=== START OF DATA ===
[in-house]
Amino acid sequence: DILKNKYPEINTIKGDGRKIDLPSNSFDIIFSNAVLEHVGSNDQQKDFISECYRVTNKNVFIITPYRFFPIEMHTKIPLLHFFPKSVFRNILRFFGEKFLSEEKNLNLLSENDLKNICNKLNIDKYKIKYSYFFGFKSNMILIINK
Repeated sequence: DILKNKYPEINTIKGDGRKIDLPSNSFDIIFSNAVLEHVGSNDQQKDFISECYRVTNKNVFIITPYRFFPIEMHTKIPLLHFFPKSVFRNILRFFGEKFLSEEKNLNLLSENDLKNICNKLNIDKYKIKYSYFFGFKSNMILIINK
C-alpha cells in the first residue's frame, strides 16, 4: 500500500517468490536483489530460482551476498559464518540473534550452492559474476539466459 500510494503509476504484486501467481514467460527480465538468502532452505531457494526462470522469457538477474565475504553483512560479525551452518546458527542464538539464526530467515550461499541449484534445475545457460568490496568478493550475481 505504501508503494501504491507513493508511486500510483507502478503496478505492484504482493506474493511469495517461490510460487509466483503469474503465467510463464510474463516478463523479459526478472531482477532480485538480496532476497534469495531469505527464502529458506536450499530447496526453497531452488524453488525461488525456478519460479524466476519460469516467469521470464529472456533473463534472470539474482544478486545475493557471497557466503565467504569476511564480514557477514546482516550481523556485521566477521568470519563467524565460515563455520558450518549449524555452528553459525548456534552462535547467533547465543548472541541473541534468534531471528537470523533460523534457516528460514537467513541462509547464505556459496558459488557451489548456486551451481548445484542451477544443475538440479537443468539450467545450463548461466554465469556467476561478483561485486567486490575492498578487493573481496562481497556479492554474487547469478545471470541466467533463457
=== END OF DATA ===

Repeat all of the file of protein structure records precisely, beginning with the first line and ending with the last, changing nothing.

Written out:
[in-house]
Amino acid sequence: DILKNKYPEINTIKGDGRKIDLPSNSFDIIFSNAVLEHVGSNDQQKDFISECYRVTNKNVFIITPYRFFPIEMHTKIPLLHFFPKSVFRNILRFFGEKFLSEEKNLNLLSENDLKNICNKLNIDKYKIKYSYFFGFKSNMILIINK
Repeated sequence: DILKNKYPEINTIKGDGRKIDLPSNSFDIIFSNAVLEHVGSNDQQKDFISECYRVTNKNVFIITPYRFFPIEMHTKIPLLHFFPKSVFRNILRFFGEKFLSEEKNLNLLSENDLKNICNKLNIDKYKIKYSYFFGFKSNMILIINK
C-alpha cells in the first residue's frame, strides 16, 4: 500500500517468490536483489530460482551476498559464518540473534550452492559474476539466459 500510494503509476504484486501467481514467460527480465538468502532452505531457494526462470522469457538477474565475504553483512560479525551452518546458527542464538539464526530467515550461499541449484534445475545457460568490496568478493550475481 505504501508503494501504491507513493508511486500510483507502478503496478505492484504482493506474493511469495517461490510460487509466483503469474503465467510463464510474463516478463523479459526478472531482477532480485538480496532476497534469495531469505527464502529458506536450499530447496526453497531452488524453488525461488525456478519460479524466476519460469516467469521470464529472456533473463534472470539474482544478486545475493557471497557466503565467504569476511564480514557477514546482516550481523556485521566477521568470519563467524565460515563455520558450518549449524555452528553459525548456534552462535547467533547465543548472541541473541534468534531471528537470523533460523534457516528460514537467513541462509547464505556459496558459488557451489548456486551451481548445484542451477544443475538440479537443468539450467545450463548461466554465469556467476561478483561485486567486490575492498578487493573481496562481497556479492554474487547469478545471470541466467533463457